22. 22. Three Types of Rural Areas  Definitions can help better tailor policy responses  Rural areas face different challenges, opportunities and policy responses  Countries defining different types of rural regions (FI, FR, MX, SW)  Context matters: different countries have different definitions
  23. 23. Capitalise on Rural Urban Linkages • Labour market flows are key, but there are other crucial Rural- Urban interactions  The spatial scale to consider depends on the purpose of the partnership  The spatial scale of cooperation should be flexible
  24. 24. Rural – Urban partnerships can help reach common development objectives
  25. 25. Matching …the appropriate scale Engagement …including relevant stakeholder Learning …to be more effective Building effective and sustainable rural-urban partnerships: a strategy 1. Better understanding of Rural- Urban conditions and interactions 2. Addressing territorial challenges through a functional approach 3. Working towards a common agenda for urban and rural policy 4. Building an enabling environment for Rural-urban partnerships 5. Clarifying the partnership objectives and related measures
  26. 26. The main governance approaches to rural- urban partnerships
  27. 27. Further Policy Considerations 1. Identifying drivers in rural areas – Tradables (manufacturing), renewable energy, natural resources, services, fisheries, forestry, agriculture, tourism, natural amenities – Finding the niche (smart specialisation) 2. How to add value in these domains – Policy focus on enabling factors: skills, accessibility, market intelligence, institutions, innovation 3. Demographic trends and forward looking policies – Address long term cost enhancing efficiency in service provision (planning, ICT) – Mitigation and adaptation to climate change 4. Address spatial pockets of poverty in low density areas – Beyond transfers, identify bottlenecks of enabling factors, better target national. Regional and local interventions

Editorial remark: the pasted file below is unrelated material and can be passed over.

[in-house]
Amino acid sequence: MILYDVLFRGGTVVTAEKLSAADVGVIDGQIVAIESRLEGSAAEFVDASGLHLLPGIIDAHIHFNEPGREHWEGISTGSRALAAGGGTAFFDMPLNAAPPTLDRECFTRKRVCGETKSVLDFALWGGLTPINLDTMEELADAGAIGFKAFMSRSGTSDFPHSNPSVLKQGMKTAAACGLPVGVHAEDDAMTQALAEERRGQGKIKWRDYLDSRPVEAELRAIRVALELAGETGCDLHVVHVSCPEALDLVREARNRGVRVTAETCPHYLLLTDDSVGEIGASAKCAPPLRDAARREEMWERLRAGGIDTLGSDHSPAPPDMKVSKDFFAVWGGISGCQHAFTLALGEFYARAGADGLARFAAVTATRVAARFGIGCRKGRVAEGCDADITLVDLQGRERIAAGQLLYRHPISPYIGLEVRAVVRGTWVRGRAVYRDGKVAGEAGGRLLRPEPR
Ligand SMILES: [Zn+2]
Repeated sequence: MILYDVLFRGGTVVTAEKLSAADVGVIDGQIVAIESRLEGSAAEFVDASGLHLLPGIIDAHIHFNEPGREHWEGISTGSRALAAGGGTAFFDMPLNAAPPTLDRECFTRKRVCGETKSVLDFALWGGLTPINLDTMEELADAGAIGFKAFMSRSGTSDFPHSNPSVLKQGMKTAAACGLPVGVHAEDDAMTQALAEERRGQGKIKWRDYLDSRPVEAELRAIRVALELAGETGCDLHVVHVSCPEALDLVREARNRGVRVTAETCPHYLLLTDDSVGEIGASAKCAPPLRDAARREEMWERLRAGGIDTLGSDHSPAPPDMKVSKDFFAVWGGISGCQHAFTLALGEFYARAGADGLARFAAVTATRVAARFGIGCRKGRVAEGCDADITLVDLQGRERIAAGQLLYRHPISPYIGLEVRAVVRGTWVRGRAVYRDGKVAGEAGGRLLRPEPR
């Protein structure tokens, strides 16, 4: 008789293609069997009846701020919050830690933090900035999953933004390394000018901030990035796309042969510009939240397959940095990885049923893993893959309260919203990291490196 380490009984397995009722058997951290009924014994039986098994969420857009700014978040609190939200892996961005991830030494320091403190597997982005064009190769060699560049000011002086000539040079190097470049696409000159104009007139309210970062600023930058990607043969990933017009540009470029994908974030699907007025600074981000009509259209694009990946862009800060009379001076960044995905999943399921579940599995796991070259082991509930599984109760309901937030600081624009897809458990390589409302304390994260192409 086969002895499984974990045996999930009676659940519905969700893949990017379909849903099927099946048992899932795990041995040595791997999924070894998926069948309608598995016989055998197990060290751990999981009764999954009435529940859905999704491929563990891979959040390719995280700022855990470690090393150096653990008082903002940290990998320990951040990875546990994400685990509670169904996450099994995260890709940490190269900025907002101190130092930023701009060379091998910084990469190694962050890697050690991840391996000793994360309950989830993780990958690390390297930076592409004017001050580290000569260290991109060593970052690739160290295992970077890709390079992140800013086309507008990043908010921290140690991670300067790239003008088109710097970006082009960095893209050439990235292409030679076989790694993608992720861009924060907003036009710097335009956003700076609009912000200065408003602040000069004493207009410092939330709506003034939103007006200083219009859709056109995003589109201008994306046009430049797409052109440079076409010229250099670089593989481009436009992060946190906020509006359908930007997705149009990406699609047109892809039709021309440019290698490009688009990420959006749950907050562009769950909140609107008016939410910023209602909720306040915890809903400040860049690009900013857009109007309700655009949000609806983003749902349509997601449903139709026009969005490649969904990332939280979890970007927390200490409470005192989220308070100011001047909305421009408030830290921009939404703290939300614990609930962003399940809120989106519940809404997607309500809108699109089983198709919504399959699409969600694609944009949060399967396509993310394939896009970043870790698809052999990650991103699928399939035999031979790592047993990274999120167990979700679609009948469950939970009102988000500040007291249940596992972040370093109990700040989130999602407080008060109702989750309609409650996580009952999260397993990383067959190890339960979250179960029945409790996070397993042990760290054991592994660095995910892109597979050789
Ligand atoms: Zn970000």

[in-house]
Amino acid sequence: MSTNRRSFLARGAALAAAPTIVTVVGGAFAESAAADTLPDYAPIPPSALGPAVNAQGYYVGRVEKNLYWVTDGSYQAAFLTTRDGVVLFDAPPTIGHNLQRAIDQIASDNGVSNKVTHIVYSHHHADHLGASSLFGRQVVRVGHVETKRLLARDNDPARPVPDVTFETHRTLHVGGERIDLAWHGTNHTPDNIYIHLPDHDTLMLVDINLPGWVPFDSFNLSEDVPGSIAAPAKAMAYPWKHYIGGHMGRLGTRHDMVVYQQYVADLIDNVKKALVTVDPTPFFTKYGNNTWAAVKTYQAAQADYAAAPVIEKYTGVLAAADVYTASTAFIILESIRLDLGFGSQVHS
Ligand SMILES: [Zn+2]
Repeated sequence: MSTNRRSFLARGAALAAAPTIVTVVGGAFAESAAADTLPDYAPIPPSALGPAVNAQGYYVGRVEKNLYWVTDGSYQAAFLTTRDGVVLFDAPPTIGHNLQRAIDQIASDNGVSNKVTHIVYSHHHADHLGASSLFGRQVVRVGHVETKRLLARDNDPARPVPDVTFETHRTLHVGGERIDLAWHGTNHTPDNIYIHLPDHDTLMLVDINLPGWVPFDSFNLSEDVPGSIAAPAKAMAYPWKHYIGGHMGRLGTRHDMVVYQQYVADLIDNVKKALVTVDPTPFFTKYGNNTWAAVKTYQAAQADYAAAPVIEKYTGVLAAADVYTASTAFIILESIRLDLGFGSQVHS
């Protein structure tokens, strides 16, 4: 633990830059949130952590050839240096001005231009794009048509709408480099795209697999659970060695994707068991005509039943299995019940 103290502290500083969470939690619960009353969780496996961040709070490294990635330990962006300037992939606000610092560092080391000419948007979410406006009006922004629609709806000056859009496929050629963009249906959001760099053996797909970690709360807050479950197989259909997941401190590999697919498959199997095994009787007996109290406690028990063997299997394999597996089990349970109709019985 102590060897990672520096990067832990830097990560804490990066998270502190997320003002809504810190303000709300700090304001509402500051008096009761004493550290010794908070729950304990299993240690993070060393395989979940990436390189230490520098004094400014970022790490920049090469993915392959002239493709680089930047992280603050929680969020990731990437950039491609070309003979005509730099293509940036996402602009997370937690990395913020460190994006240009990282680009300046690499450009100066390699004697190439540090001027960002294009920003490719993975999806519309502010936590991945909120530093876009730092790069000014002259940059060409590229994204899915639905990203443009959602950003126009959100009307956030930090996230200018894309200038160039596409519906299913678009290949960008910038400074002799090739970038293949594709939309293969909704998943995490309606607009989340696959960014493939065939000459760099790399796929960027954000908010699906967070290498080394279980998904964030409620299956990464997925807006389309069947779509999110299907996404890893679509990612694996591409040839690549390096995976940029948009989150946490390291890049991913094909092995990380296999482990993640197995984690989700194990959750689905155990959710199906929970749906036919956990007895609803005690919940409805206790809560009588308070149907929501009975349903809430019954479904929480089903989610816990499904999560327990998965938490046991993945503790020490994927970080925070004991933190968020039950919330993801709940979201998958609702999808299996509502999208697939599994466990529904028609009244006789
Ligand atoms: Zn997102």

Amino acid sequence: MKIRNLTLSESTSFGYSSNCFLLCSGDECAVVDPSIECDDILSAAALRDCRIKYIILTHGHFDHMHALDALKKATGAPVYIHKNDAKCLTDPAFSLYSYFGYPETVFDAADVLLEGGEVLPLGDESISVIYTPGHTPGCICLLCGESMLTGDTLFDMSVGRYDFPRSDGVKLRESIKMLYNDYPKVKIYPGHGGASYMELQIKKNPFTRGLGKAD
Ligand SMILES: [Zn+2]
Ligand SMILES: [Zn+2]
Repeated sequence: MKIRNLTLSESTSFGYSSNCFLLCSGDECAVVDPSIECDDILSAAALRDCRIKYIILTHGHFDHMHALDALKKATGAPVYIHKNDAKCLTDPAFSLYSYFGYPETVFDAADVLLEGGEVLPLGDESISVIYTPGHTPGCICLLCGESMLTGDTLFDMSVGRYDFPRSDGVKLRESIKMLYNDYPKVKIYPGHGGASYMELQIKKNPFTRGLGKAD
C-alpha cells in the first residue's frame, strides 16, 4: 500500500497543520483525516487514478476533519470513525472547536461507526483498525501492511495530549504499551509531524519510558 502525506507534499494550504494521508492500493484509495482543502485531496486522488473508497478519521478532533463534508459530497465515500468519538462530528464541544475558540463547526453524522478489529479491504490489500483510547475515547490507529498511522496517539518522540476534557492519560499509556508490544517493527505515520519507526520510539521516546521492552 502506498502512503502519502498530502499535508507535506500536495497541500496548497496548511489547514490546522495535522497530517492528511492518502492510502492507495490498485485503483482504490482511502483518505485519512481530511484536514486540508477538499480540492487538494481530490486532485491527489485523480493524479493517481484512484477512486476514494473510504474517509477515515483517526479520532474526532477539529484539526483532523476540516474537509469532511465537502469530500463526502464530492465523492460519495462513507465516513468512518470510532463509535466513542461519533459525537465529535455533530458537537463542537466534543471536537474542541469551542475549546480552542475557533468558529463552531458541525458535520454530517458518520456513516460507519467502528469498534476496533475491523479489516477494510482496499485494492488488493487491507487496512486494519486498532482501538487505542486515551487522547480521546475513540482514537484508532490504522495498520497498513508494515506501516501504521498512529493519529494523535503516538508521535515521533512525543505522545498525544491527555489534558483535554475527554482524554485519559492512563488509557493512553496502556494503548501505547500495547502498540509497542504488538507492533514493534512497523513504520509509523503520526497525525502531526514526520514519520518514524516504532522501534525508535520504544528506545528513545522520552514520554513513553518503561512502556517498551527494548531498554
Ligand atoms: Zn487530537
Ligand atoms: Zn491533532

28. 28. Persistence of inequality Infrastructure provision Leaking by linking The policy headache: isolated sectoral action may have unintended outcomes. Problem: lack of connectivity 28
  29. 29. with labour mobility Persistence of inequality Policy responses Human capital formation Brain drain 29 The policy headache: isolated sectoral action may have unintended outcomes.
  30. 30. Infrastructure provision Policy responses Human capital formation Business environment Innovation Regional growth and convergence Towards a Multidimensional Response At the regional scale Many countries are reforming in this direction, but implementation is still difficult. 30 -Horizontal evidence? -Policies ? -Institutions ?
  31. 31. OECD Key principles for place-based policies I. Use of regional specific assets and smart specialisation (or to create absolute advantages to stimulate competition & experimentation across regions)  tradables II. Create complementarities among sectoral policies at the regional (or local) level III. Use of multi-level governance mechanisms for aligning objectives & implementation
  32. 32. An Evolving OECD Rural Paradigm
  33. 33. Rural Policy Responses in OECD Countries Narrow vs. broad policy responses  Europe: European Commission CAP pillar II (DG Agri), DGRegio (smart specialisation) and LEADER  Urban rural linkages through ITI, CLLD  United States: USDA and White House Rural Council  Italy: Inner Area Strategy  Japan: National Spatial Strategy (compact and networked), rural revitalisation (multifunctionality, 6th industry, rural urban linkages)  Chile: building synergies amongst a wide range of national ministries => national rural policy
  34. 34. thank you